by Jonathan Rosenblum
December 31, 2008
Israel's long-delayed response to missile attacks on its southern region began in earnest this past Shabbos. (One hopes that Shabbos was chosen because of the opportunity presented to wipe out 160 Hamas fighters at a military graduation ceremony and not out of indifference to its sanctity.) Israeli air strikes were aimed at underground rocket launchers, missile silos, ammunition dumps, and Hamas training camps. Virtually all of Hamas's official headquarters in the Gaza Strip were destroyed. In a second day of sorties, Israel claimed to have destroyed 40 underground tunnels between Rafah, in Egyptian Sinai, and Gaza. Those tunnels have been the principal means for Hamas to bring vastly upgraded armaments into Gaza, as well as commercial goods on which Hamas exacted high taxes.
Initial reports indicate a high degree of satisfaction in the IDF with the quality of the intelligence that it succeeded in amassing concerning the location of military targets. Even Palestinian reports claimed no more than 45 civilian casualties out of the approximately 300 Gazans killed in the first two days of Israeli sorties.(Israeli reports placed the number of civilian casualties far lower.)
Despite the satisfaction in the IDF with the accuracy of the bombing and the quality of the intelli gence, the most that can be said, as we write, is that Israel has successfully reprised the first 38 minutes of the Second Lebanon War, in which much of Hizbullohs infrastructure in south Beirut was destroyed and most of the longer range missiles in its possession elinimated. But just as the next month of fighting in Lebanon in 2006 demonstrated that air strikes alone are insufficient to entirely suppress missile fire from mobile rocket launchers – Hizbullah fired more missiles on the last day of fighting than on any previous day – so it seems sure that air strikes alone will not prove sufficient to eliminate Hamas' missile capacity for any prolonged period of time.
Meanwhile Israel has called up 6,500 reservists, moved tanks from the North to the South, and appears to be preparing for some sort of ground operation on the Gaza Strip, though of what magnitude and duration remains unclear.
SINCE 2001 more than 6,000 missiles have been fired at Israel from the Gaza Strip. The number of missiles fired increased by 500% after Israel's 2005 withdrawal from the entirety of the Gaza Strip. At the same time, the range of missiles in Hamas' possession has increased dramatically, with a large strip of Israel's coastal plane coming into range, including the major cities of Ashkelon, Ashdod, and Kiryat Gat. Beersheba, the capital of Israel's southern Negev region, is also now within range of Hamas's Iranian-supplied missiles. To bring the point home, an Israeli man was killed by missile fire in Netivot and an Arab worker at an Ashekelon construction site in the first two days of fighting.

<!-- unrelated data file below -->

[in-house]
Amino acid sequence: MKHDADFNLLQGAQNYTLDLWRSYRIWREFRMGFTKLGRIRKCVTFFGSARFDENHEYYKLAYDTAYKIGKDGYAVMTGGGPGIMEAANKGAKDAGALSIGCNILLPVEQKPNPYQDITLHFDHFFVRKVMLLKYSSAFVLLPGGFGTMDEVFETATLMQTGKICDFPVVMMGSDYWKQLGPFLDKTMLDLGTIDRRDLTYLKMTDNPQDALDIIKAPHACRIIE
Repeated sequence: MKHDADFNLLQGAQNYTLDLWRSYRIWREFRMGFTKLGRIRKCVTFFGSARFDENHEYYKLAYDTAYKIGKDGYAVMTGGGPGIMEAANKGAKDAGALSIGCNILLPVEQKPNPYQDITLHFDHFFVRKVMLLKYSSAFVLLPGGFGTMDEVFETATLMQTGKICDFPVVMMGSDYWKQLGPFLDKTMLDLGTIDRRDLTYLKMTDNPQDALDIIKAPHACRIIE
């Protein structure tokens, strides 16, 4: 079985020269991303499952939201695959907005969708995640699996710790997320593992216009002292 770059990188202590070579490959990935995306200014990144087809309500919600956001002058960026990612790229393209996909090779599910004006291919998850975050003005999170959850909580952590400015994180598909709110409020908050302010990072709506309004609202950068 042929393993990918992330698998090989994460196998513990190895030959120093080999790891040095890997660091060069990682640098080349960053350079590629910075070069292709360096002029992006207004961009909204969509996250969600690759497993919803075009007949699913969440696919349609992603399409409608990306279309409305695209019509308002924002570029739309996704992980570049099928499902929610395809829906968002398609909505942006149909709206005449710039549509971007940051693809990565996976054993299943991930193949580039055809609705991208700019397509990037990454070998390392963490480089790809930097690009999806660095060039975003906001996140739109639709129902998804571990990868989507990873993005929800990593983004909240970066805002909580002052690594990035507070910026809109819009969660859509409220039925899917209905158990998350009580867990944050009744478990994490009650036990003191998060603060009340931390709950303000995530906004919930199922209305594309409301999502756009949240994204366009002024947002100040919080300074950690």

Gaza has long presented Israeli policymakers with a series of unsavory options. Just as Hizbullah took advantage of Israel's 2000 withdrawal to build up an elaborate system of underground bunkers and tunnels, so has Hamas been busy building up its defensive fortifications over the last three years and improving its fighting capacity. Hamas possesses both anti-tank and shoulder-held anti-aircraft missiles. An Israeli ground action in Gaza could therefore be costly in terms of Israeli lives. On the other hand, the longer an action long viewed as inevitable is delayed, the greater the Jewish casualties likely to be sustained.
Even assuming that an action were successful, and Israel succeeded in destroying the vast majority of Hamas armaments and infrastructure, what happens next? If the IDF simply withdraws, particularly if it leaves the Philadelphi Corridor, currently under Egypt's ineffective control, through which most of the smuggling into Gaza takes place, then what has been gained? Hamas will simply rearm again. On the other hand, few in Israel are eager to reoccupy the Gaza Strip, which would entail heavy diplomatic, militray, and economic costs.
Further complicating matters for Israeli policymakers is the fact that Hamas does not operate according to a normal cost-benefit calculus. Thus normal deterrent strategies do not work against it. Barry Rubin, one of the sharpest analysts of Mideast politics, writes that Hamas actually courts an increase in the suffering of its own people at Israel's hands for several reasons. First, it believes that the more miserable the lives of the people of the Gaza Strip, the more willing and eager they will be to die fighting Israel, which remains Hamas's raison d'etre. That viewpoint underlies the sixty year refusal of the Palestinians to tear down the refugee camps: to do so would remove the greatest source of Palestinian misery and thus the largest source of fighters against Israel.